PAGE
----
The likely reason the long-time video game designers got their project into the documentary festival is that 1979 Revolution places a strong emphasis on historical fidelity, as demonstrated through the associated marketing campaign “#playthereal”. The idea is to immerse the player in what it felt like to actually be there during the revolution.
The segments of the game on display at the exhibition were only samples, of course, and though the aesthetics of the image, urgency of the narrative and the exhilaration of the pacing was enticing, the elements of game play were not particularly challenging. It brings to mind other “docu-games” like the NFB’s 2013 Fort McMoney, which, despite its ambitious aims to integrate players into the political processes that structure the controversial social economy of the Athabasca Oil Sands region, simply cannot act as a standalone game; the level of gameplay just isn’t complex or sophisticated enough.
Will 1979 Revolution manage to balance its aims of authentic historical representation and its status as a compelling and intense game, as its makers have produced in the past?
Exiting the exhibition hall, one was left with a clear sense that the genre of documentary film is expanding to include all manner of handsets and headsets, wearable and portable technologies. Furthermore, last year’s Interactive Exhibition only included two virtual reality projects, whereas this year, this strand of the festival has undergone mitosis with the introduction of the Virtual Reality Arcade and its 9 projects.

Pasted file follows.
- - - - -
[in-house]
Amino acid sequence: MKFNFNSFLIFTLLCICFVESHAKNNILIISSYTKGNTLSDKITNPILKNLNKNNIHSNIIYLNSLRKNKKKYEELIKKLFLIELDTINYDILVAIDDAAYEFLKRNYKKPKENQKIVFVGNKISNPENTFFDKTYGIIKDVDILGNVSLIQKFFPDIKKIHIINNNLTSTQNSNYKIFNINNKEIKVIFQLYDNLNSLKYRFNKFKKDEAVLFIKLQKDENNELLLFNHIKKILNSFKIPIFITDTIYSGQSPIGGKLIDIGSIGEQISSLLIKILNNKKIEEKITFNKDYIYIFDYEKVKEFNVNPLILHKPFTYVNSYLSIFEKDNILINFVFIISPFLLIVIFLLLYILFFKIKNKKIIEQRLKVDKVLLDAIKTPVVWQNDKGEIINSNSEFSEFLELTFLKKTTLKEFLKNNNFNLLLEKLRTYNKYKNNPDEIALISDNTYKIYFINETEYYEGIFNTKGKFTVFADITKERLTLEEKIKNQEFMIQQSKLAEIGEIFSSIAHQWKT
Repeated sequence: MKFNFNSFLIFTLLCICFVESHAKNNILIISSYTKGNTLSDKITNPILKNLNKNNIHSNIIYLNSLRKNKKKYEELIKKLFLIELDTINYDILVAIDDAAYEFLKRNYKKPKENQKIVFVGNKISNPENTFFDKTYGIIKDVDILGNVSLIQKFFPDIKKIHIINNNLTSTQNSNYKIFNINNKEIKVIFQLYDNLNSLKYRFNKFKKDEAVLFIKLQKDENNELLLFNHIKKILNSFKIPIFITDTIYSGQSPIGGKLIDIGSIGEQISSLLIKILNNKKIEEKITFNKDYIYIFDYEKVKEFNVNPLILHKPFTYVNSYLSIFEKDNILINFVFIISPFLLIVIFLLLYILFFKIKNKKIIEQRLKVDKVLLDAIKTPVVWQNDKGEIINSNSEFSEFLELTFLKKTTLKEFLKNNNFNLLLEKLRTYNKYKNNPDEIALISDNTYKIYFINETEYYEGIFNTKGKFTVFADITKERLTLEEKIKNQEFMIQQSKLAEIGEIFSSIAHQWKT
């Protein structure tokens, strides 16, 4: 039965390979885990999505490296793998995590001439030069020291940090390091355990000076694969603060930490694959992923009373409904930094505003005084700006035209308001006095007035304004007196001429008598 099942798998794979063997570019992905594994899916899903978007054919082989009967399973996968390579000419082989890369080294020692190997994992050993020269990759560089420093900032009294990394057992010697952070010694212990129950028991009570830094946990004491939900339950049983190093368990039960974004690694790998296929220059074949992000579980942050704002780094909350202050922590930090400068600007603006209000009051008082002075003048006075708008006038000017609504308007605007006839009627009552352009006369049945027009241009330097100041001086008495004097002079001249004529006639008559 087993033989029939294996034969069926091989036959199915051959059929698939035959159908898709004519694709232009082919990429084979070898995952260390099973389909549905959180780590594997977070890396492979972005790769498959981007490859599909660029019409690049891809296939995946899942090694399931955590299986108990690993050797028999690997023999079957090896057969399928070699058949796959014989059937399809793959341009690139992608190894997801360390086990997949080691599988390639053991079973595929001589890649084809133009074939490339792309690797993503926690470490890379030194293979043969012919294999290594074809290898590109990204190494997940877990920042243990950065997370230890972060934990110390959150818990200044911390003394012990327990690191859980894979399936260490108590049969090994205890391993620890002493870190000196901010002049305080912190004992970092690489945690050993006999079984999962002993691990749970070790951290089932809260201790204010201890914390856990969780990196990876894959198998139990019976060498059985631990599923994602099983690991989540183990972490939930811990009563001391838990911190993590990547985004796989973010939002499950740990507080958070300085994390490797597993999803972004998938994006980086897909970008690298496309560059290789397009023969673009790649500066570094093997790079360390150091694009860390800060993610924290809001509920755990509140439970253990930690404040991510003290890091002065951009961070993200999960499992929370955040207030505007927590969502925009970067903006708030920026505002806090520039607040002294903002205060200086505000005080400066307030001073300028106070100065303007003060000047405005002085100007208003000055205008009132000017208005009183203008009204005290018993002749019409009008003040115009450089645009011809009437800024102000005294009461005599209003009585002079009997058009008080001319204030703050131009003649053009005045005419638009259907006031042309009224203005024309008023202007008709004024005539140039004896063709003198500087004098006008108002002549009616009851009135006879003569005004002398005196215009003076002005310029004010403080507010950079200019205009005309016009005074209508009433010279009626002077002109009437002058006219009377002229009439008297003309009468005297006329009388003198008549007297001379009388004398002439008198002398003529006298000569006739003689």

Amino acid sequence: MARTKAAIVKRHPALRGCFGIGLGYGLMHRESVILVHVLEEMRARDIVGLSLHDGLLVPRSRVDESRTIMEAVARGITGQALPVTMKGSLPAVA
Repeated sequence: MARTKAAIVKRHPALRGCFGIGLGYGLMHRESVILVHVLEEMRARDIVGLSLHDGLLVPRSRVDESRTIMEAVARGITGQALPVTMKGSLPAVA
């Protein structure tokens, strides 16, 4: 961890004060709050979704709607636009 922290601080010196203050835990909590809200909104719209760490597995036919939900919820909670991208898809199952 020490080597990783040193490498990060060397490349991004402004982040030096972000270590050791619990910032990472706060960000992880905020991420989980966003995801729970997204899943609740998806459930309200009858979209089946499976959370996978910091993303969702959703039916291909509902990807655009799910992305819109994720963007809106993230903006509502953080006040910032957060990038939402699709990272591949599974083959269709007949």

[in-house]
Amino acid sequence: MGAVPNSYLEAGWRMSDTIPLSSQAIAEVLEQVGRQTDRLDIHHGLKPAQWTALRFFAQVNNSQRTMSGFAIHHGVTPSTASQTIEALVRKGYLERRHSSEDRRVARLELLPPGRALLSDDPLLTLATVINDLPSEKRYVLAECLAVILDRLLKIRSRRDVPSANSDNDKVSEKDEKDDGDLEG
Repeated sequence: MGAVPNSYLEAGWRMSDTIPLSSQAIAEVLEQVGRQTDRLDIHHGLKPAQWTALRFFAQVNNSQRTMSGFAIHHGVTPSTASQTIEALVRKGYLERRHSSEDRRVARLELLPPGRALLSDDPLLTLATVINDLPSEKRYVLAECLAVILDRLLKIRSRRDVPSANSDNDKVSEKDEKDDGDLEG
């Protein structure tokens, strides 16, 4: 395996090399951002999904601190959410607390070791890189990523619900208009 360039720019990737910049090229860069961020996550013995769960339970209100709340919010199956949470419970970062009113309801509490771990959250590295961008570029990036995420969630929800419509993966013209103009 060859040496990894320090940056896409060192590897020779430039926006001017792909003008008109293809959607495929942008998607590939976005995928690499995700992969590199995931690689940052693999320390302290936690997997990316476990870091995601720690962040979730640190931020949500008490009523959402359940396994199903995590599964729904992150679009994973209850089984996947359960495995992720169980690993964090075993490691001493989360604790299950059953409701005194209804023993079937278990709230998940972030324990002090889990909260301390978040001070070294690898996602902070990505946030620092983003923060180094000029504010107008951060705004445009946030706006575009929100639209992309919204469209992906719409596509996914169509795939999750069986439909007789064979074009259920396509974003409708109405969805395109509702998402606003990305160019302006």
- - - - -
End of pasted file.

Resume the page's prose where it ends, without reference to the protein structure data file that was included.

Are these projects a glimpse at the future of documentary, or just a passing trend? For one thing, the average length of time anyone interacts with these projects is remarkably miniscule, often under 5 minutes. But perhaps the future not as unclear as it may seem. For all their technological innovations, none of these projects can compete with the attention-holding capabilities of a well-crafted feature length doc.